This is all fine when the day brings things that are good, or at least tolerable. But what about an injustice in the workplace, a war that shouldn’t be fought, or an unloving spouse? Are we supposed to say Yes to everything? Aren’t we given the gift of No for a good reason? Perhaps there are some messengers who come into our village that need to be turned away.
Here’s where I want to make a distinction. Of course we should say No to cancer and fight it with all we’ve got. Of course we should say No to people and to systems that are destructive. But even within those No’s, there can be a Yes.
When we’re faced with something we don’t like, whether it is an illness, a bad boss, or a stressful day, our tendency is to color the whole thing with badness. This person, this situation is simply intolerable, we say, and there is no good in it. Our No is complete, and our whole energy is spent in trying to rid ourselves of this thing that should not be. We become all resistance, all defense, all rejection. And because almost every negative thing that happens to us is at least partly beyond our control, we are victims. This bad thing controls us, because it should go away. But it doesn’t.
This is the point at which we might want to try welcoming it, or at least welcoming something within it. Instead of torturing ourselves about the awfulness of an illness we’ve got, perhaps we can say Yes to the lessons it brings. When we’re bored, instead of responding with compulsive activity or distraction, maybe we can welcome the emptiness and discover something spacious and free in the resignation. When someone is telling us something we don’t want to hear, we might stop pushing back and wait for what is true - and what is not - to emerge in its own time.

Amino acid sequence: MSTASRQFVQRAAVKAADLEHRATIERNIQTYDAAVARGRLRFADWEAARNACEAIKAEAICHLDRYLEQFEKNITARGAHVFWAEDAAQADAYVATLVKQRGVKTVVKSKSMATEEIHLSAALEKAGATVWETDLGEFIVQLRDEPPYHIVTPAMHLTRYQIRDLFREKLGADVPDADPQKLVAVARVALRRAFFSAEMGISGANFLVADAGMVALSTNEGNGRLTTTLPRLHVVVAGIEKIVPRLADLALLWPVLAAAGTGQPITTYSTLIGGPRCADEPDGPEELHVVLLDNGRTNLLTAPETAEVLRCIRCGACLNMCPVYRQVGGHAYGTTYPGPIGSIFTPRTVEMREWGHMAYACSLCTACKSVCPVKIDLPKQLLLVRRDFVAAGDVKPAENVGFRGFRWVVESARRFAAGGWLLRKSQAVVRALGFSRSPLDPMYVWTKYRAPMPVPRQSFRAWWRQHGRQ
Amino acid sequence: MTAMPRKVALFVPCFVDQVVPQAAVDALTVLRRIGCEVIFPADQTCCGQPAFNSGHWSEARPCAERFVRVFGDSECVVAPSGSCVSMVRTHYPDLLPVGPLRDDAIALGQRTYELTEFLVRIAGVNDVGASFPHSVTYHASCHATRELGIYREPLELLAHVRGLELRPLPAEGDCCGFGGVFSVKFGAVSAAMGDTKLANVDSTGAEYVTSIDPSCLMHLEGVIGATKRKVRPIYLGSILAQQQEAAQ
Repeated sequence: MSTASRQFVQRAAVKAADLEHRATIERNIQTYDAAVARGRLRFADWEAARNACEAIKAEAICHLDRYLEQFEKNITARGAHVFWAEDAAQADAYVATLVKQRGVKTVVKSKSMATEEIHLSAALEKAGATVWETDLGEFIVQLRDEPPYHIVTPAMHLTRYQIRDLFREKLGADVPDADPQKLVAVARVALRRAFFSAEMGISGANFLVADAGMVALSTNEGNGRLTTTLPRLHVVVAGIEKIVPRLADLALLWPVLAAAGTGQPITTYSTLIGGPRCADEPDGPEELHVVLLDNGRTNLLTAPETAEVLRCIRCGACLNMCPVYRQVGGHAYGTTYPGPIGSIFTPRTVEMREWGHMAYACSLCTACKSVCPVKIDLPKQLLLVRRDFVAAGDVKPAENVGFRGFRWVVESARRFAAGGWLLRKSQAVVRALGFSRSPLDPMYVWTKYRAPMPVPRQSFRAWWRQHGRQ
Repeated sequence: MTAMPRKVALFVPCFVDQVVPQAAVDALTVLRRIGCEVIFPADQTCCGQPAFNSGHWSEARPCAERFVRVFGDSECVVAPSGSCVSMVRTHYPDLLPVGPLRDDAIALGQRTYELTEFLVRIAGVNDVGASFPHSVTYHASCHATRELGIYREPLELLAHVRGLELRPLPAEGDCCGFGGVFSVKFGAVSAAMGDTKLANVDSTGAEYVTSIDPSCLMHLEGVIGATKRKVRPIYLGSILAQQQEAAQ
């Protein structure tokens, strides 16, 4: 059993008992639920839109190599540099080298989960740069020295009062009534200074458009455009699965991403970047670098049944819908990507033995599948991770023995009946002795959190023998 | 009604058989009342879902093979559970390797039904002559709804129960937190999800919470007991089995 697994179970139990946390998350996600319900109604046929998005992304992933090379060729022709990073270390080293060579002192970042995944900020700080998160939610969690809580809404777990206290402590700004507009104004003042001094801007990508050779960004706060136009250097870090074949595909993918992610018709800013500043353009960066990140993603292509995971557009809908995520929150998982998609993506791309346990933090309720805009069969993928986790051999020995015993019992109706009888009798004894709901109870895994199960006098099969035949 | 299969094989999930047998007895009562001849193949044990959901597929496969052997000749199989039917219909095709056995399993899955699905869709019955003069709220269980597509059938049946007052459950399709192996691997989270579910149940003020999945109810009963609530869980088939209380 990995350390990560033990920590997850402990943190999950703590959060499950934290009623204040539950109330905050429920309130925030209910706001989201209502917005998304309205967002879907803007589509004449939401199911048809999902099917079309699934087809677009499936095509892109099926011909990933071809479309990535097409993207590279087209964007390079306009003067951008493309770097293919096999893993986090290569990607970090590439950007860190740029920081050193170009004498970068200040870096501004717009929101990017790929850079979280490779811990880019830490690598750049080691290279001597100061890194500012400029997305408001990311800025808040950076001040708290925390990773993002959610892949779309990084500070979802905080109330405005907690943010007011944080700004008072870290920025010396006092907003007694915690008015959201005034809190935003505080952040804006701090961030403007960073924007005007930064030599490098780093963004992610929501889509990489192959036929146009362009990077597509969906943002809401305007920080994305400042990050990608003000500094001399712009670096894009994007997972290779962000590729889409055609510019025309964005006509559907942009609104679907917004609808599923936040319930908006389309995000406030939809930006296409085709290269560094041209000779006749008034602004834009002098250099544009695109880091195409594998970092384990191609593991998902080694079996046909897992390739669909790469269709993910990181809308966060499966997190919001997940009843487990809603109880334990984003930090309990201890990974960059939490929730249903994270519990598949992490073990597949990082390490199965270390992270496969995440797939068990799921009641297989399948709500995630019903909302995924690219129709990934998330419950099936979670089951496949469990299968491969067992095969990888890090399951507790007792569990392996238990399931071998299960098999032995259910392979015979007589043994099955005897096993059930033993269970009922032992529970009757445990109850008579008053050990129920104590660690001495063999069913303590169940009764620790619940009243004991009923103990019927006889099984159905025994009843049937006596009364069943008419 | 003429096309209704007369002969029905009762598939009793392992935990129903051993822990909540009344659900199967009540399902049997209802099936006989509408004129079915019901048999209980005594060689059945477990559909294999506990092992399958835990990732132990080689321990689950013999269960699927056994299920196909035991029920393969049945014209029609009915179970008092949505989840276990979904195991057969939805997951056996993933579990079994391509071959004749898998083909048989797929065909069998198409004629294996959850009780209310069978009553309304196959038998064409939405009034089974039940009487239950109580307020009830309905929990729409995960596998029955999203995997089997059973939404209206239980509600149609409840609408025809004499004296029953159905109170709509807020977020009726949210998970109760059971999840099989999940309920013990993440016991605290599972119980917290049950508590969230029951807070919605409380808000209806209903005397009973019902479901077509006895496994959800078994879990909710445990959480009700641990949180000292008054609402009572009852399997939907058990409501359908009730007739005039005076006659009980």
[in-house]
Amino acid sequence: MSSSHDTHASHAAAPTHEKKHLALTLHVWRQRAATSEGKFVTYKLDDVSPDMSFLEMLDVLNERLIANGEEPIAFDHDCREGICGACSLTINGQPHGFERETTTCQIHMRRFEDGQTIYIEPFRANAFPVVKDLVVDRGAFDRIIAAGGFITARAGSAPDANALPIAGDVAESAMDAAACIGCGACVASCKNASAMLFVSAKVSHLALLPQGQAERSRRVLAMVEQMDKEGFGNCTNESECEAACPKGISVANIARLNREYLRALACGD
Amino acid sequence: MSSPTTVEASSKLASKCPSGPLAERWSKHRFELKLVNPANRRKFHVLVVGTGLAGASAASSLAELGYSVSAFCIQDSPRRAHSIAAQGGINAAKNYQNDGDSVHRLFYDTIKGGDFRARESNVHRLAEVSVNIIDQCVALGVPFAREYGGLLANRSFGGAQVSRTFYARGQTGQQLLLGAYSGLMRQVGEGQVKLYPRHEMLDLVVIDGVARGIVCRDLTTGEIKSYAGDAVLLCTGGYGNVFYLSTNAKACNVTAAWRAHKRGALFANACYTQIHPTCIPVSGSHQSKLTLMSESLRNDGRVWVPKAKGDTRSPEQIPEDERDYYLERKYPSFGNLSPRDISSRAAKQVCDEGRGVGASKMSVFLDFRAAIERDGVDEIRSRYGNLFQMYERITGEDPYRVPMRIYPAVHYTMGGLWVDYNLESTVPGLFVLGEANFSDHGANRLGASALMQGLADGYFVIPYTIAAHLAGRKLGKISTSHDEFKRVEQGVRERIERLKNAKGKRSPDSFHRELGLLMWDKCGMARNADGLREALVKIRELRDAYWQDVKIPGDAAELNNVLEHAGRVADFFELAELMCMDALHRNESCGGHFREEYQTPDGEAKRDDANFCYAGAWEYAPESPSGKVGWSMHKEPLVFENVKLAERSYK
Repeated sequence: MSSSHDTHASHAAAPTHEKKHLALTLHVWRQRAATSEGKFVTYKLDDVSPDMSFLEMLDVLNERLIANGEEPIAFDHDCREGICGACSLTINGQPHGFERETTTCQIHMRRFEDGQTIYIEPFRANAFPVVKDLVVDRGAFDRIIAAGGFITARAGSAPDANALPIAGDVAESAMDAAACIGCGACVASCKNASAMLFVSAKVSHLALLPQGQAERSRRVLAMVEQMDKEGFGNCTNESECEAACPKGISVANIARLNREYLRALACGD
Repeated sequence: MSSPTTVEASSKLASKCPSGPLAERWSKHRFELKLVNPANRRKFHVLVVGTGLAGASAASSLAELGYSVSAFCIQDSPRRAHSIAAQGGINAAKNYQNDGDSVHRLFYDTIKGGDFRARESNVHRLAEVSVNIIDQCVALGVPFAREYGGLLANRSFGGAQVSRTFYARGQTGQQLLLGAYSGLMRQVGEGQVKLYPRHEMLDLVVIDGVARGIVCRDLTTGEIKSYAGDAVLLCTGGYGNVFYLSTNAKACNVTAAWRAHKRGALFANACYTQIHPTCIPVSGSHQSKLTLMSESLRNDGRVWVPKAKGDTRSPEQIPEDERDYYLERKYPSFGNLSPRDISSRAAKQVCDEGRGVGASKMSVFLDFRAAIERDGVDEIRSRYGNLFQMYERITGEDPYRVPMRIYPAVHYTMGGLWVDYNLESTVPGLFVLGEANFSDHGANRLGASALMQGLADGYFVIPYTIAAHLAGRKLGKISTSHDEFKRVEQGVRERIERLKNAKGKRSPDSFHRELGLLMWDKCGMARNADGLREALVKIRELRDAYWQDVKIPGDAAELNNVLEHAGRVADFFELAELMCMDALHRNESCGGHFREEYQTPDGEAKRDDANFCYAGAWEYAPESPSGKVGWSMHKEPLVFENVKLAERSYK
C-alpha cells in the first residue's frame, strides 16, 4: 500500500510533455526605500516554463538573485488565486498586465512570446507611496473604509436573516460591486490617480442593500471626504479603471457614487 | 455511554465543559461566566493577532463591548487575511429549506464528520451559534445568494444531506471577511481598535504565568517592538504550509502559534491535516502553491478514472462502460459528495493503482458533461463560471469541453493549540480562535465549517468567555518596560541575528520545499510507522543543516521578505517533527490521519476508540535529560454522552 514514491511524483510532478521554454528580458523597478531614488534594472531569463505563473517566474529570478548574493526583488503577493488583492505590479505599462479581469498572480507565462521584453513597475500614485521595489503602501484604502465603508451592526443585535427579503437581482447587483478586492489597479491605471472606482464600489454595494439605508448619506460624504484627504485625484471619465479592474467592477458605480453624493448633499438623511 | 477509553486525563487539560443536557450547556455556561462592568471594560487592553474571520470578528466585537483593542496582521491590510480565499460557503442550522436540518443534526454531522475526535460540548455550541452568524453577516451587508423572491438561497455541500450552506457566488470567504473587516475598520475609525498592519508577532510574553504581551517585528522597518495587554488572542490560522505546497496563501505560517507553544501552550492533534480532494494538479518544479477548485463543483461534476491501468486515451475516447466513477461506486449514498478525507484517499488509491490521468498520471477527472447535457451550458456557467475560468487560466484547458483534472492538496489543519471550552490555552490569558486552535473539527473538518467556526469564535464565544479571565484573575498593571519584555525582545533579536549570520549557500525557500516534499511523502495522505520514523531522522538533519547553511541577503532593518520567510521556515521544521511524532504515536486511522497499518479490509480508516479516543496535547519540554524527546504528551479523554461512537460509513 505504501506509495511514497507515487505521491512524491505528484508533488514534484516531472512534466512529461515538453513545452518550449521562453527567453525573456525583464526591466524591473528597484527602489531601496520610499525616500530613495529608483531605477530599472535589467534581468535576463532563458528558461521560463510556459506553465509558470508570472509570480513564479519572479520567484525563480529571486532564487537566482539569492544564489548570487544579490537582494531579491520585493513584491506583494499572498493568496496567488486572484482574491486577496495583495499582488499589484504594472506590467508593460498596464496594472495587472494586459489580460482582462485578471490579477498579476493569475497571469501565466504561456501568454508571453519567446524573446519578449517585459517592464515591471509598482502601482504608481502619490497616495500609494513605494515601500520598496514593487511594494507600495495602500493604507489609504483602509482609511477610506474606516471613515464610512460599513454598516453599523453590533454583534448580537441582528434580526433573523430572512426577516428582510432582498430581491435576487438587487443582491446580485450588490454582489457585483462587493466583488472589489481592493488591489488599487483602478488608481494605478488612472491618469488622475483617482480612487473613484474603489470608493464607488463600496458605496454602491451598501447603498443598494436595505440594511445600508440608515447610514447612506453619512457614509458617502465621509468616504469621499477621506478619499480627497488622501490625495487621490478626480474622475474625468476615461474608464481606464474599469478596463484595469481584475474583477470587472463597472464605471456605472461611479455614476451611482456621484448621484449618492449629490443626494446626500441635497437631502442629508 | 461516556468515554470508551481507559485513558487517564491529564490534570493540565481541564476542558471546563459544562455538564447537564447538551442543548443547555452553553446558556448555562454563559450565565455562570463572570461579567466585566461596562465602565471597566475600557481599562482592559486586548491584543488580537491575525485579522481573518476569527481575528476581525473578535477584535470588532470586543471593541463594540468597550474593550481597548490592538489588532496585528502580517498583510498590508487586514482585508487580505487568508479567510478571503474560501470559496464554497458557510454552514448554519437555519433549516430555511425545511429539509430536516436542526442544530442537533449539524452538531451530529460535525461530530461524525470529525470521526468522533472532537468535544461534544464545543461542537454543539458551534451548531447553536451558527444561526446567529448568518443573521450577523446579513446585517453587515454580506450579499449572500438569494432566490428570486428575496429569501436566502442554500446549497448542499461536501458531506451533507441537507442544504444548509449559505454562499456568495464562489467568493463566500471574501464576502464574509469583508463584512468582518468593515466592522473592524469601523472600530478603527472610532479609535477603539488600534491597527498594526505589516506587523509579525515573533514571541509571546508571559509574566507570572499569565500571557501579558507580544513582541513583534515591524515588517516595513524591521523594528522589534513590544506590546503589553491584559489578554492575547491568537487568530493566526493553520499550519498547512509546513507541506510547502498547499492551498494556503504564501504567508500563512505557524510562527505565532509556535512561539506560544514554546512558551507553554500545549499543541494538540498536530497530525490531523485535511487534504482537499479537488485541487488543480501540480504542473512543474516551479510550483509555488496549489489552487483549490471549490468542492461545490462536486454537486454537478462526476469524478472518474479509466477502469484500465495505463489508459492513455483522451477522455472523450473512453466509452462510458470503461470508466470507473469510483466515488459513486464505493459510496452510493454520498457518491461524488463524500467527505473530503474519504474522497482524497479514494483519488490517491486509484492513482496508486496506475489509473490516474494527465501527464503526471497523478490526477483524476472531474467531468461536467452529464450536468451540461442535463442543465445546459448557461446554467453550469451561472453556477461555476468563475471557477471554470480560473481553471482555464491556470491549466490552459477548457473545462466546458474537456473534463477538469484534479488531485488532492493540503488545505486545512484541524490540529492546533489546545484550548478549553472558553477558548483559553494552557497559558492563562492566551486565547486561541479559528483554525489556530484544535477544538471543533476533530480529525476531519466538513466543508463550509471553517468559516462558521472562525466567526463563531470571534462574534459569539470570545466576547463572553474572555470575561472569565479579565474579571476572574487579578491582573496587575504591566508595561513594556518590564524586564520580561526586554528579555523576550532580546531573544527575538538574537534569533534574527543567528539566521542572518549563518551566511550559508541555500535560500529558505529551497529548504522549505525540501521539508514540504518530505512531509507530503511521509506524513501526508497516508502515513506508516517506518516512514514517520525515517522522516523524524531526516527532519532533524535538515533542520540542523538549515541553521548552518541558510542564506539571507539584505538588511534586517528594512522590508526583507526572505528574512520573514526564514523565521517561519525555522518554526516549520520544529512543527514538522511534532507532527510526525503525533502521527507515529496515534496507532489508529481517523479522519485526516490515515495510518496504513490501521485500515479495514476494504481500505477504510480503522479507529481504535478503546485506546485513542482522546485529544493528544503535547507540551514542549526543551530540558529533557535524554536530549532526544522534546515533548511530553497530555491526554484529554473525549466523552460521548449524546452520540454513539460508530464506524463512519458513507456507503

This kind of welcoming involves faith. For if we do not trust in ourselves, if we do not trust in God, then anything that threatens us will have to be rebuffed. But if we trust in ourselves, we know that even the most difficult visitor in the village of our life will not destroy us, and they may even surprise us with healing and liberation. And if we trust in God, we will understand what St. Paul said, that All things work together for good for those who love God and are called according to his purpose.
There is nothing that can happen to us that does not contain within it something that we and God can use for good. That is what faith is. That is what it means to welcome whatever the day, or our life’s journey, might bring.
This isn’t necessarily easy, and sometimes our Yes takes a while to get to. It’s like I imagine it was between some of those villagers and the disciples. At first, what they heard Jesus and his friends say seemed like crazy talk. A prostitute was higher in God’s estimation than an upstanding religious leader? He said what to that rich young prince, to sell all his goods and give the money away? No way. Get out of town.
But then they heard him again. Blessed are the poor in spirit. The last shall be first. Forgive yourself, and then you will be able to forgive others. Gradually they took it in. Gradually there was a Yes that the Spirit was inviting them to make, and they welcomed what had, at first, seemed so alien to their basic assumptions.
We begin with a No to the circumstances or the people we don’t like. But our rebuff doesn’t make it go away. We find ourselves negative and powerless. But as we learn to look for the Yes, as we open ourselves to welcome what, in fact, is, we are no longer a victim of circumstance.
At this point we are, by God’s grace, powerful, because we choose to look for good in whatever life hands us. And we are only able to do this because we trust that all things shall work together for good.
By all means, say Yes to those opportunities that shine with possibility for you, even if they are a little scary. But also make your way towards welcoming those other things that are not so shiny, that seem like unwelcome intruders into your comfortable village. For the kingdom of God is everywhere, even in them.